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Checklist: How to Tell if Your Workspace Setup is Ergonomic


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New ways of working have given way to a new normal for employees in all industries. And many are realizing that once-temporary setups (and habits) need to change to revitalize their workdays. Checking emails on the couch, leading a virtual call hunched over a laptop at the kitchen table, or even working back at your corporate office in a shared workspace can leave you uncomfortable, tired, and uninspired.

No matter where you work, your workspace should fuel a productive workday and even a new sense of energy. Our checklist will help you assess your current setup and identify ways to improve the ergonomics to work more vibrantly.

To regain feel-good energy during your workday, ensure you and your workspace—temporary or permanent—follow this checklist:

√ Your screen height is at eye level.

For the most comfortable viewing, keep your monitor at or slightly below eye level and about arm’s length away. Avoid looking down or up at your screen to help protect your neck.

√ Your feet are flat on the floor.

When your feet rest naturally on the floor, you support your body’s neutral posture. Dangling feet can lead to lower back pain, so if needed, invest in a simple footstool for the extra height.

√ Your chair is adjustable.

Ditch the kitchen chair for an ergonomic chair that offers multiple adjustment points. The right chair height is key to many items on this checklist, and other adjustments can provide a personalized fit that bolsters your overall well-being.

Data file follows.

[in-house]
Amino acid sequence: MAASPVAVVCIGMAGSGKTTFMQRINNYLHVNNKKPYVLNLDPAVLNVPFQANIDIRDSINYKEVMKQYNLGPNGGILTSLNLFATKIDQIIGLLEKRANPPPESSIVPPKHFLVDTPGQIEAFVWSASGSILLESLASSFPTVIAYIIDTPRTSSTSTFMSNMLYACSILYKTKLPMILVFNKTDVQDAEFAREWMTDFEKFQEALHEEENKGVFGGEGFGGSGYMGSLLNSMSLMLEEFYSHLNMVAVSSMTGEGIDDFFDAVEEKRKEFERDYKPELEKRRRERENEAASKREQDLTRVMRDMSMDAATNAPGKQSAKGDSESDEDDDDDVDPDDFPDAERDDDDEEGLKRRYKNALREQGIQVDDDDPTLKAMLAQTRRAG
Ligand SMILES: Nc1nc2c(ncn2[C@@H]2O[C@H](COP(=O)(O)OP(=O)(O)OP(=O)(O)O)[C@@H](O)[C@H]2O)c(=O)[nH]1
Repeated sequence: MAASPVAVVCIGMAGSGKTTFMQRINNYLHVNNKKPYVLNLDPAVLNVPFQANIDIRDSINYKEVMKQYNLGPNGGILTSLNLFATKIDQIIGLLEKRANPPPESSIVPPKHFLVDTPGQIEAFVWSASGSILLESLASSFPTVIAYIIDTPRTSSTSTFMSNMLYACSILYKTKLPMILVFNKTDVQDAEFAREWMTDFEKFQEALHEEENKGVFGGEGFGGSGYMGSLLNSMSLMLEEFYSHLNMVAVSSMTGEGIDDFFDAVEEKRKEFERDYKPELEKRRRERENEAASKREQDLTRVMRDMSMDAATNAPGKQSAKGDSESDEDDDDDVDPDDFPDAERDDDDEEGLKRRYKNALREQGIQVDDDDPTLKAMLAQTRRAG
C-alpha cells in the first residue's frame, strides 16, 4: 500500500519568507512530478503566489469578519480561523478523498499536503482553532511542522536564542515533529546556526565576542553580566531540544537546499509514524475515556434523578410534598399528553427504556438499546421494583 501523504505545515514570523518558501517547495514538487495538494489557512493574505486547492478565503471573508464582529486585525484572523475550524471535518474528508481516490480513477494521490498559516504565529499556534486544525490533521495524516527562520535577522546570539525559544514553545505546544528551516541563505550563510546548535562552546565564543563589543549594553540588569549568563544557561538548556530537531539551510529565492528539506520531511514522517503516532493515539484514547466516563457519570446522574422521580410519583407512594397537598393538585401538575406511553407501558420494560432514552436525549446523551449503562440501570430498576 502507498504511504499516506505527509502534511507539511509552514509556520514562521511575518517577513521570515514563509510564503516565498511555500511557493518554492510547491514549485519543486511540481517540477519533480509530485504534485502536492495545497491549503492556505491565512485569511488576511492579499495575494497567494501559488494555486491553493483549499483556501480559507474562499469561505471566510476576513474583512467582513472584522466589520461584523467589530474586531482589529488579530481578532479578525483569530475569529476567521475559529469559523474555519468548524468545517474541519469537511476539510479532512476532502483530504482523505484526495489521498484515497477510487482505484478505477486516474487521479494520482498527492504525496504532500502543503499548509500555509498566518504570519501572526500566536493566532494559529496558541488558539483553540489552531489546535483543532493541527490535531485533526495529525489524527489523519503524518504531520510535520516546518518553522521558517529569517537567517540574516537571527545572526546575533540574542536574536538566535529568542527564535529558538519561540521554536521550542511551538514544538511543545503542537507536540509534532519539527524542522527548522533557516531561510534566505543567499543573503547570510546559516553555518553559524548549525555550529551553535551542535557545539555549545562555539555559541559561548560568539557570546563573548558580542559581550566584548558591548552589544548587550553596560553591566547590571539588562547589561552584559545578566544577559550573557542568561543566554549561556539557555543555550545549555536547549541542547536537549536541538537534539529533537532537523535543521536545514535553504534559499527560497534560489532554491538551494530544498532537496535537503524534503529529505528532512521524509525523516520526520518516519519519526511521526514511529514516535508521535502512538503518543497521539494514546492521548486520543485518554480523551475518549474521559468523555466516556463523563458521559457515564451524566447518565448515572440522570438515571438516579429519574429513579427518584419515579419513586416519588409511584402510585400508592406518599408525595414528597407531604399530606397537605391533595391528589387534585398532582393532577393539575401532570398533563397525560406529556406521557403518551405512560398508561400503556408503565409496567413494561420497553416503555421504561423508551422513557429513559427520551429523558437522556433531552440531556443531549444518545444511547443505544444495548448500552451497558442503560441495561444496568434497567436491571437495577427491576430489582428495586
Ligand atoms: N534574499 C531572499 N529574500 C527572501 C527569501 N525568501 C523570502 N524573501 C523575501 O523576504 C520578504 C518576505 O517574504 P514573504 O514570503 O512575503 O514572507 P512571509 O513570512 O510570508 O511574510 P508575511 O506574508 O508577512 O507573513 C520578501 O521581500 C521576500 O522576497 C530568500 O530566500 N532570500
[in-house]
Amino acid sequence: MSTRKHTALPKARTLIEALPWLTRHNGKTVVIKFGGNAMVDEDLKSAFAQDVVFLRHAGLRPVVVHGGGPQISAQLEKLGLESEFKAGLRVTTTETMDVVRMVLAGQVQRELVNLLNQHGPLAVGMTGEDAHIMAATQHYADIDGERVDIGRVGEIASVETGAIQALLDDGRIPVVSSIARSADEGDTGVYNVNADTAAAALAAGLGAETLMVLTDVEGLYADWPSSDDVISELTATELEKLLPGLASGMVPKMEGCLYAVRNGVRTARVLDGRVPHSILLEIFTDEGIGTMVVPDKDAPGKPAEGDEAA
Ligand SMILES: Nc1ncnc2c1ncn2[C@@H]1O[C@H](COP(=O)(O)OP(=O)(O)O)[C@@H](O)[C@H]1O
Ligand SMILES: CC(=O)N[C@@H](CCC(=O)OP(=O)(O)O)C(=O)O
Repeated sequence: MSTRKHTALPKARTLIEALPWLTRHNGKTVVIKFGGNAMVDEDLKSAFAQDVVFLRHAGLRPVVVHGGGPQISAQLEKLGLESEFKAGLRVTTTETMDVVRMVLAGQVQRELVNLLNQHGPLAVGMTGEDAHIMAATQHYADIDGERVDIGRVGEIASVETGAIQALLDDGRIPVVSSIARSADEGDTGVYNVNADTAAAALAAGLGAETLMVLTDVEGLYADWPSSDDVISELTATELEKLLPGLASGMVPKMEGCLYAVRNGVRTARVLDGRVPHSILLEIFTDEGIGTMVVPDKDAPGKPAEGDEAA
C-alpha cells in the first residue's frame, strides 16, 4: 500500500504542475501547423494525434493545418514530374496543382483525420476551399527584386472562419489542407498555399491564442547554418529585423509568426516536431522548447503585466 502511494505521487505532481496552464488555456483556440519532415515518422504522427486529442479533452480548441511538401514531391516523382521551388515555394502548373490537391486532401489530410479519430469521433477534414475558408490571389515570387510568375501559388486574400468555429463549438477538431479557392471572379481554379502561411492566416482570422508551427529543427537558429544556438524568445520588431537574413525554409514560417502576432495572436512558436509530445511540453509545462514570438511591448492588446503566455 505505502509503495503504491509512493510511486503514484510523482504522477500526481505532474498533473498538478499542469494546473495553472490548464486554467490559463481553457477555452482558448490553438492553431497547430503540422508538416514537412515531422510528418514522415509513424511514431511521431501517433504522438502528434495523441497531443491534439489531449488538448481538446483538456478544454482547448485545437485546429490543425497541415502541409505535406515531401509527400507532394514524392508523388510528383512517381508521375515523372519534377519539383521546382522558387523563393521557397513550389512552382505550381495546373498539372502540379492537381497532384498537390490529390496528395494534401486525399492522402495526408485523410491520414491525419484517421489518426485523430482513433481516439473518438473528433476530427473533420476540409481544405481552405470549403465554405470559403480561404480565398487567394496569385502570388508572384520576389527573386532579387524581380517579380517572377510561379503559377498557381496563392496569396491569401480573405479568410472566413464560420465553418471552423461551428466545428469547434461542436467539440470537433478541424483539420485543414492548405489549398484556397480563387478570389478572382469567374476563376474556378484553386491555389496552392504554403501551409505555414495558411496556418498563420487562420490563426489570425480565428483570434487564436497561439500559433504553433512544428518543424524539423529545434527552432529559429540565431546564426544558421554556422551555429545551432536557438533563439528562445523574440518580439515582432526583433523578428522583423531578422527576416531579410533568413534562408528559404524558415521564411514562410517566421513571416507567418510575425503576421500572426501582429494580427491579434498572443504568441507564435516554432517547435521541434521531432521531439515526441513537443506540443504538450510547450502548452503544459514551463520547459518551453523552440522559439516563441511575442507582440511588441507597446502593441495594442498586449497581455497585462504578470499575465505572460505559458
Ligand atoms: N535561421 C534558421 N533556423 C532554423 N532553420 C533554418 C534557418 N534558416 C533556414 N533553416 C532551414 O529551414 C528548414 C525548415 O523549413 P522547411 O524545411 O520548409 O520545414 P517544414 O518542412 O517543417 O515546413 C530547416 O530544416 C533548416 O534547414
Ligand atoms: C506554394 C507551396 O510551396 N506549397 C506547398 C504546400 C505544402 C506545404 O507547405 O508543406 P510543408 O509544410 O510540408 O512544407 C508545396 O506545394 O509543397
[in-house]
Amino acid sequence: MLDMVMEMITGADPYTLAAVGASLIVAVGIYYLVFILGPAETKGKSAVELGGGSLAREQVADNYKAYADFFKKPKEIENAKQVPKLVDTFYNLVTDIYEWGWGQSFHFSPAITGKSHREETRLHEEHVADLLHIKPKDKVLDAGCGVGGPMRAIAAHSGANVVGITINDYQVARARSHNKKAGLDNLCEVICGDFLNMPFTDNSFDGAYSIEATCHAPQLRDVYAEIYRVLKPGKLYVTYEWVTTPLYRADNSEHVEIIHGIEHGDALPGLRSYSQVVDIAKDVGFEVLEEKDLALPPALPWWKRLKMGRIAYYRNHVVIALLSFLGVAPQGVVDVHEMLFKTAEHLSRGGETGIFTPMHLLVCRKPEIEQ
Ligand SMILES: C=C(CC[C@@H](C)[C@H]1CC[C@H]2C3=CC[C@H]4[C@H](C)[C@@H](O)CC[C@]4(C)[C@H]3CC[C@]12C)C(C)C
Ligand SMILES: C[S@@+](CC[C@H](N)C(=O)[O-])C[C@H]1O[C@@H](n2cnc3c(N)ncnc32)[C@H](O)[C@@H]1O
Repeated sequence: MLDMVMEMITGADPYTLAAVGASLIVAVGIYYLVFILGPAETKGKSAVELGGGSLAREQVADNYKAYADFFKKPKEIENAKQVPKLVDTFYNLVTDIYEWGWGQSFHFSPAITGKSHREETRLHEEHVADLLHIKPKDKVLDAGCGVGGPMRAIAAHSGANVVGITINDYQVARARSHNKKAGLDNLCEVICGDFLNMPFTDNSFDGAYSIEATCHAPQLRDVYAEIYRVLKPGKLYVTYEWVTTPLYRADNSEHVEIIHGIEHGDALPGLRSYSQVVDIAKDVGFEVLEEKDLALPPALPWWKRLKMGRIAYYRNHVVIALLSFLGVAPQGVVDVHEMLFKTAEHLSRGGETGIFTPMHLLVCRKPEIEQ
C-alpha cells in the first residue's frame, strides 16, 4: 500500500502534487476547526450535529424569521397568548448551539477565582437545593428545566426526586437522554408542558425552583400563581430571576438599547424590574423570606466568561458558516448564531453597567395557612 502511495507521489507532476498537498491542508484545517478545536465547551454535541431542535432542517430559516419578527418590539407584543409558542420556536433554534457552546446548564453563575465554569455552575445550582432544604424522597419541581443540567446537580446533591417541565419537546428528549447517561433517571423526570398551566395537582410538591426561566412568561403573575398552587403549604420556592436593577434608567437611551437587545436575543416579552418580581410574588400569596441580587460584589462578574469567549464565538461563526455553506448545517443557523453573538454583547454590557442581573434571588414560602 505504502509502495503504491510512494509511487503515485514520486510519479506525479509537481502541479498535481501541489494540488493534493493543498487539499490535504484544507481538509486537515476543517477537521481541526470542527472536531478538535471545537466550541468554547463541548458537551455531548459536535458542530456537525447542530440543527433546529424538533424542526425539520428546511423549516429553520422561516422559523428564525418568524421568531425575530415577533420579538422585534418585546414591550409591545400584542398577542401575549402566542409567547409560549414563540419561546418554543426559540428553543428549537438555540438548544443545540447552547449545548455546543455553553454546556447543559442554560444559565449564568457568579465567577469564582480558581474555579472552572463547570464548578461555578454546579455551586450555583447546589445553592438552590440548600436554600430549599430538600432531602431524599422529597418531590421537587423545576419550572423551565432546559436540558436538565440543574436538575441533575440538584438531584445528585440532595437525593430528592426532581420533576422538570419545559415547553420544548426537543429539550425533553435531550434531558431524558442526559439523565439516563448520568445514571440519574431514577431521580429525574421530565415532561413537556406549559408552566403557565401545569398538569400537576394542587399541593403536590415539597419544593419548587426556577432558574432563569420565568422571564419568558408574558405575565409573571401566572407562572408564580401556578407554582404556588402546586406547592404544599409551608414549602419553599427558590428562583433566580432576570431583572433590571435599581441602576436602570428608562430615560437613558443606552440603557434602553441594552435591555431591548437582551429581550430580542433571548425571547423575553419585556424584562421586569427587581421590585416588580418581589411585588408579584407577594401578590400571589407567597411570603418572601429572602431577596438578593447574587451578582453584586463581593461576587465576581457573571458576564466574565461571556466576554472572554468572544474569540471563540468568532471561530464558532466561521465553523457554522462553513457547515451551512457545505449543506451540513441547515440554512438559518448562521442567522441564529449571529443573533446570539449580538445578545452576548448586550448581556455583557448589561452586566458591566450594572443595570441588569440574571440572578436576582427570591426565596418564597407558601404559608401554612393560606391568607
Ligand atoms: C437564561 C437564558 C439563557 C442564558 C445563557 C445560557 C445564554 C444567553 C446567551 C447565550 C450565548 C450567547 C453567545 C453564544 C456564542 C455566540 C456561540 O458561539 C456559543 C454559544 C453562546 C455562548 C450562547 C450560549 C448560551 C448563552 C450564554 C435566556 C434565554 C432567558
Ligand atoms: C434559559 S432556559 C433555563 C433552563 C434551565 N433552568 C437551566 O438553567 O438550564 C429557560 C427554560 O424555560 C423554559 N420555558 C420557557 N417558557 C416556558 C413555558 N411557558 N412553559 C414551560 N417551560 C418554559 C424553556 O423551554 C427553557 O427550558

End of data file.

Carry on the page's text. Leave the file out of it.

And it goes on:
√ Your arms are at a 90-degree angle.

This is another important element of neutral posture. Your elbows should stay close to your core, and your arms should be at a 90-degree angle when working at your computer. Wrists should always stay flat as you type.

√ You use a drop-down keyboard.

Your keyboard height should be roughly the same height as your elbows. That means most work surfaces are too high to be considered ergonomic (especially laptops). Purchase an add-on, back-tilt keyboard tray that sits below your work surface.

√ Your main items are in the primary zone.

Take an inventory of all desk items, including your mouse, printer, notebooks, and files. Keep your most used items closest in your primary zone, followed by less commonly used items in your secondary and tertiary zones. That will help prevent unintended tweaks to your neck and back (and help you stay organized).

Design a Vibrant Workspace

Remote work has directly impacted wellness and engagement. Check out our ergonomic solutions and build an ergonomic workspace that inspires your best work and fuels a collaborative team spirit.

Information used in this article was provided by our partners at Ergotron.

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